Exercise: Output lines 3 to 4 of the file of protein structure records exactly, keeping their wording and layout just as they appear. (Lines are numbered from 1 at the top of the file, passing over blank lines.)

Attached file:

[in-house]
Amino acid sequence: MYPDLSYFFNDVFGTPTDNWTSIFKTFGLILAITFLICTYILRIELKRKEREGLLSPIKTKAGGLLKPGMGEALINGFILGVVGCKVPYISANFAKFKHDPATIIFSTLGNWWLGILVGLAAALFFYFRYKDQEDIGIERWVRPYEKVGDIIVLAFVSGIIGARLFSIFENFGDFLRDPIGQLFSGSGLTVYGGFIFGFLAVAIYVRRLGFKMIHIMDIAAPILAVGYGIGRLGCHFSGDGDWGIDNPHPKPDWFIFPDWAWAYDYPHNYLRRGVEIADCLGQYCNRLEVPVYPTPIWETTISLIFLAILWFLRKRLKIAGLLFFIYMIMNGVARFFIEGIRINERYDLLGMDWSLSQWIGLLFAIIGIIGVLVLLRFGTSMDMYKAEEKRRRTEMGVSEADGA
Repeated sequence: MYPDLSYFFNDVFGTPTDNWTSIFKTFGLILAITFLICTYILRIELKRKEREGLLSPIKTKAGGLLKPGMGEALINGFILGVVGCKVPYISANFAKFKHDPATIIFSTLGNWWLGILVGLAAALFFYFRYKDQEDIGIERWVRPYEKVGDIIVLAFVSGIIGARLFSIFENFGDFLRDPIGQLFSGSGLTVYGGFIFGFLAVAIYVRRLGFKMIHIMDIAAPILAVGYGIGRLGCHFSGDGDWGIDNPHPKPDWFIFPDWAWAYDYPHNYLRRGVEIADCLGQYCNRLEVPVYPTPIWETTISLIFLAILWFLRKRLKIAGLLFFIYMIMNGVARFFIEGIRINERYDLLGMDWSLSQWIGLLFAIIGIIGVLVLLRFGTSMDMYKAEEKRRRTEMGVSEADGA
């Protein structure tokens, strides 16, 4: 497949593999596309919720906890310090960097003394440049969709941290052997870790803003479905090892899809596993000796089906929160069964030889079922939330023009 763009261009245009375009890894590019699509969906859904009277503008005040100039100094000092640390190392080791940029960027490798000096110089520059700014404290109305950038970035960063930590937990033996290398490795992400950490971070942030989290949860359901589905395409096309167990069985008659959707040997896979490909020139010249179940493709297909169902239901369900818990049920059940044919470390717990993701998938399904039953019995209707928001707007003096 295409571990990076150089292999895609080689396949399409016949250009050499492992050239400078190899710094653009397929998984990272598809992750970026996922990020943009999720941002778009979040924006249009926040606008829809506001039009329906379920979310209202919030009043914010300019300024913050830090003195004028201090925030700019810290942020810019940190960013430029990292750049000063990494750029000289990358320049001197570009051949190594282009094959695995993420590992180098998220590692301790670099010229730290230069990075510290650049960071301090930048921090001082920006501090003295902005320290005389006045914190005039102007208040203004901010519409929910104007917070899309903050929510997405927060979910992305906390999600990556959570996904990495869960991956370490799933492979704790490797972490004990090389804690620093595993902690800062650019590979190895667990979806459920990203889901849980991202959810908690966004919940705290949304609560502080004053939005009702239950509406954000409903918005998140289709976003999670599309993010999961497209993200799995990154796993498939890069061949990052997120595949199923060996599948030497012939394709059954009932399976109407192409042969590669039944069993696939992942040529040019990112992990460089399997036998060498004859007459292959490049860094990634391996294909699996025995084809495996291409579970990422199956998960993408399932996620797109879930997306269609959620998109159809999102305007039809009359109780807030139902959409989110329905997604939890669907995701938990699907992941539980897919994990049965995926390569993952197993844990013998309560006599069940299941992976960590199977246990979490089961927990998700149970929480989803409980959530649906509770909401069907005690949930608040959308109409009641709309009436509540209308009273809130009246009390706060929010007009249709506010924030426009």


Repeated sequence: MYPDLSYFFNDVFGTPTDNWTSIFKTFGLILAITFLICTYILRIELKRKEREGLLSPIKTKAGGLLKPGMGEALINGFILGVVGCKVPYISANFAKFKHDPATIIFSTLGNWWLGILVGLAAALFFYFRYKDQEDIGIERWVRPYEKVGDIIVLAFVSGIIGARLFSIFENFGDFLRDPIGQLFSGSGLTVYGGFIFGFLAVAIYVRRLGFKMIHIMDIAAPILAVGYGIGRLGCHFSGDGDWGIDNPHPKPDWFIFPDWAWAYDYPHNYLRRGVEIADCLGQYCNRLEVPVYPTPIWETTISLIFLAILWFLRKRLKIAGLLFFIYMIMNGVARFFIEGIRINERYDLLGMDWSLSQWIGLLFAIIGIIGVLVLLRFGTSMDMYKAEEKRRRTEMGVSEADGA
């Protein structure tokens, strides 16, 4: 497949593999596309919720906890310090960097003394440049969709941290052997870790803003479905090892899809596993000796089906929160069964030889079922939330023009 763009261009245009375009890894590019699509969906859904009277503008005040100039100094000092640390190392080791940029960027490798000096110089520059700014404290109305950038970035960063930590937990033996290398490795992400950490971070942030989290949860359901589905395409096309167990069985008659959707040997896979490909020139010249179940493709297909169902239901369900818990049920059940044919470390717990993701998938399904039953019995209707928001707007003096 295409571990990076150089292999895609080689396949399409016949250009050499492992050239400078190899710094653009397929998984990272598809992750970026996922990020943009999720941002778009979040924006249009926040606008829809506001039009329906379920979310209202919030009043914010300019300024913050830090003195004028201090925030700019810290942020810019940190960013430029990292750049000063990494750029000289990358320049001197570009051949190594282009094959695995993420590992180098998220590692301790670099010229730290230069990075510290650049960071301090930048921090001082920006501090003295902005320290005389006045914190005039102007208040203004901010519409929910104007917070899309903050929510997405927060979910992305906390999600990556959570996904990495869960991956370490799933492979704790490797972490004990090389804690620093595993902690800062650019590979190895667990979806459920990203889901849980991202959810908690966004919940705290949304609560502080004053939005009702239950509406954000409903918005998140289709976003999670599309993010999961497209993200799995990154796993498939890069061949990052997120595949199923060996599948030497012939394709059954009932399976109407192409042969590669039944069993696939992942040529040019990112992990460089399997036998060498004859007459292959490049860094990634391996294909699996025995084809495996291409579970990422199956998960993408399932996620797109879930997306269609959620998109159809999102305007039809009359109780807030139902959409989110329905997604939890669907995701938990699907992941539980897919994990049965995926390569993952197993844990013998309560006599069940299941992976960590199977246990979490089961927990998700149970929480989803409980959530649906509770909401069907005690949930608040959308109409009641709309009436509540209308009273809130009246009390706060929010007009249709506010924030426009």